House by the River

I know everyone won’t agree but I’ve always felt that film noir works well in a gothic setting, where the atmosphere is necessarily thick and crimes (particularly crimes of passion) are a basic ingredient. In addition, the social constraints that govern the characters’ lives and actions help to increase the feeling of pressure, while the ornately forbidding homes where many such stories are played out can be just as menacing in their own way as any rain-slicked urban sidewalk. I think the fact that noir isn’t a real genre is one of its great strengths; this lends it a flexibility allowing theme, mood and look to assume as much importance as time and place. Fritz Lang’s House by the River (1950), dripping in heavy gothic atmosphere, confined for the most part to the titular house, and exploiting the suffocating moral code of its period setting, is most definitely film noir. It’s an interesting and at times visually striking work, but not an entirely successful one. However, I’ll go into the reasons for that later.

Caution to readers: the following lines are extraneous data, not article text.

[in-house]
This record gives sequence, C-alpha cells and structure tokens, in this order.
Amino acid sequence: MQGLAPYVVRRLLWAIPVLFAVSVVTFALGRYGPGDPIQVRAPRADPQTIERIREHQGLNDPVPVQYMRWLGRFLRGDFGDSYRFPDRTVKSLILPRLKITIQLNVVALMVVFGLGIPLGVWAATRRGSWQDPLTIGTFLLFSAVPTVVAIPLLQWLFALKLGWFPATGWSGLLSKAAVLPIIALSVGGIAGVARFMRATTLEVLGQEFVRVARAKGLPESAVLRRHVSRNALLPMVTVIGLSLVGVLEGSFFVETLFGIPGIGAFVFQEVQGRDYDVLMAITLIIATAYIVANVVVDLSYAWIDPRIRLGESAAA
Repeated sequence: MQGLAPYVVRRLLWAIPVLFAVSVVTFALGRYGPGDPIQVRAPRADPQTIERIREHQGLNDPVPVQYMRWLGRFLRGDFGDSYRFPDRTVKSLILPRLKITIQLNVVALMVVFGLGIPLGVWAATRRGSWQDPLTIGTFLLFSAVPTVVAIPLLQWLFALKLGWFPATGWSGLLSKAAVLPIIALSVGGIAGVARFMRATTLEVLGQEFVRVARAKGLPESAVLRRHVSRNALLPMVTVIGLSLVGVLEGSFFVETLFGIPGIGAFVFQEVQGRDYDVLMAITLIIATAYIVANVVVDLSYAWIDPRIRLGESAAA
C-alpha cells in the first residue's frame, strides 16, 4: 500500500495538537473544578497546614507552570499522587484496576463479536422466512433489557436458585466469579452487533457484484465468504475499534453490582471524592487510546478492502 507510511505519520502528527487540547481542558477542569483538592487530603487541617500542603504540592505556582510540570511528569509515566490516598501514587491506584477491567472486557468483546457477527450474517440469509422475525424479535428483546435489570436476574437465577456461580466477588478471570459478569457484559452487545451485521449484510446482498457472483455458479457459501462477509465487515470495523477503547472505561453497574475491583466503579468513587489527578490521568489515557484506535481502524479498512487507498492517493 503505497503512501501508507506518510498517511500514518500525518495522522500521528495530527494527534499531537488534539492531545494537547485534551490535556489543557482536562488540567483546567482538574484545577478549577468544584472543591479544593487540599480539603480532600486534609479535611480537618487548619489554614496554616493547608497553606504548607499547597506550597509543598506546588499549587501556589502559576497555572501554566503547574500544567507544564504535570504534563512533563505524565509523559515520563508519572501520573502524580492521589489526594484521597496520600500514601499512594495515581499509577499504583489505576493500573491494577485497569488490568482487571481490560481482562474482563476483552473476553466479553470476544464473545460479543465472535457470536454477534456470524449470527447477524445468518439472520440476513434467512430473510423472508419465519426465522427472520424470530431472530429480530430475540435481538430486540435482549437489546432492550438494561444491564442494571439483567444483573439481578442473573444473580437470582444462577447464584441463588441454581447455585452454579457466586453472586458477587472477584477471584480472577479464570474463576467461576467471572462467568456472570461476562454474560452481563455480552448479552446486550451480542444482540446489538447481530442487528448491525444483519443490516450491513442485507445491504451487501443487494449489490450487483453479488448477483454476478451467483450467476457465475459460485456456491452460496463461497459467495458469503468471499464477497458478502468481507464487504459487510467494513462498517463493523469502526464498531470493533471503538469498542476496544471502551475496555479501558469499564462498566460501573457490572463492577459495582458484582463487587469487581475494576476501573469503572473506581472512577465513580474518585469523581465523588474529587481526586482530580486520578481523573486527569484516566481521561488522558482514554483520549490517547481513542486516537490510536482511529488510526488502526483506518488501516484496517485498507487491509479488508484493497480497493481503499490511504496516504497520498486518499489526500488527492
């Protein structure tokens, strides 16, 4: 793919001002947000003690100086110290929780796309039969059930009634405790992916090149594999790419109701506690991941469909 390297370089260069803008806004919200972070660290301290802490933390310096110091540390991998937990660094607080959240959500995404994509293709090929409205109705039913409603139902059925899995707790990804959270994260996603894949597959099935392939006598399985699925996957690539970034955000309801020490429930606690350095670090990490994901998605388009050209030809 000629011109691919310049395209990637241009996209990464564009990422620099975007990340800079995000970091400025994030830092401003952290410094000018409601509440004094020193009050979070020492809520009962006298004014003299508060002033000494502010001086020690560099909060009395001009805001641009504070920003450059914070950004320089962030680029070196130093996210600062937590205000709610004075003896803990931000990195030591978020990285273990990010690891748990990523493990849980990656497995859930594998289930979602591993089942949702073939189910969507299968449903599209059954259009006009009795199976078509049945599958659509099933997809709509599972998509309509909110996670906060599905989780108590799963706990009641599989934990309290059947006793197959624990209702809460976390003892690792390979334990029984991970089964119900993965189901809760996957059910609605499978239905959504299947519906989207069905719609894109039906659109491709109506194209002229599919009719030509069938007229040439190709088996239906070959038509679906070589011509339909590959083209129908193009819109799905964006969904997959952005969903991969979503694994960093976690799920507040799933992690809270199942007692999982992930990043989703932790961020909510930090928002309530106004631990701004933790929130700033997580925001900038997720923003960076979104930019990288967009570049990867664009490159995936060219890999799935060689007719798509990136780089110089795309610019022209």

Stephen Byrne (Louis Hayward) is a writer, but not an especially successful one. He is first seen seated outside his riverside home and working on a manuscript. When a neighbour comments on a foul animal carcass that the current has been carrying up and down the waterway for days, he remarks that it’s a similar story with his writing – his publisher keeps returning it. Despite the light tone of these comments, the river, and its tendency to return anything tossed into it, plays a significant (and even vaguely supernatural) part in the plot. While his professional shortcomings only serve to hint at a weakness in Stephen’s character, the sly, lustful glances he steals at his attractive housemaid make that flaw obvious. Taking advantage of his wife’s absence, he decides to try his hand at seducing the help. However, his inadequacies manifest themselves again and he botches the attempt. What’s worse is that in an effort to prevent the girl’s cries from alerting the neighbours to his philandering, he accidentally strangles her. These early scenes inside the opulent yet oppressive home, all carved furniture and flock wallpaper, are particularly well staged and shot; the extreme angles and the high contrast photography conveying a sense of claustrophobic menace and terror. Having his brother John (Lee Bowman) stumble on the killing might appear to be just one more calamity to befall this man. Nevertheless, it turns out to be something of a godsend. John, with his stiff leg and retiring manner, is the polar opposite of Stephen, a kind and considerate man whose sense of civic duty is only exceeded by his loyalty to his brother. So, when Stephen begs for his help in covering up what he claims was merely a tragic miscalculation, John agrees to bail him out. With the body of the unfortunate servant bundled into an old wood sack, the two brothers row out on the river at night and dump the evidence. But it’s from this point on that the story begins to twist and turn like the meandering river and continues to do so until the literal and metaphorical tide brings everything back home. As events unfold, the contrasting characters of the two brothers are thrown into sharp relief, John’s stoicism and honour growing as the crisis deepens while Stephen’s venal and deceitful nature gradually consumes him.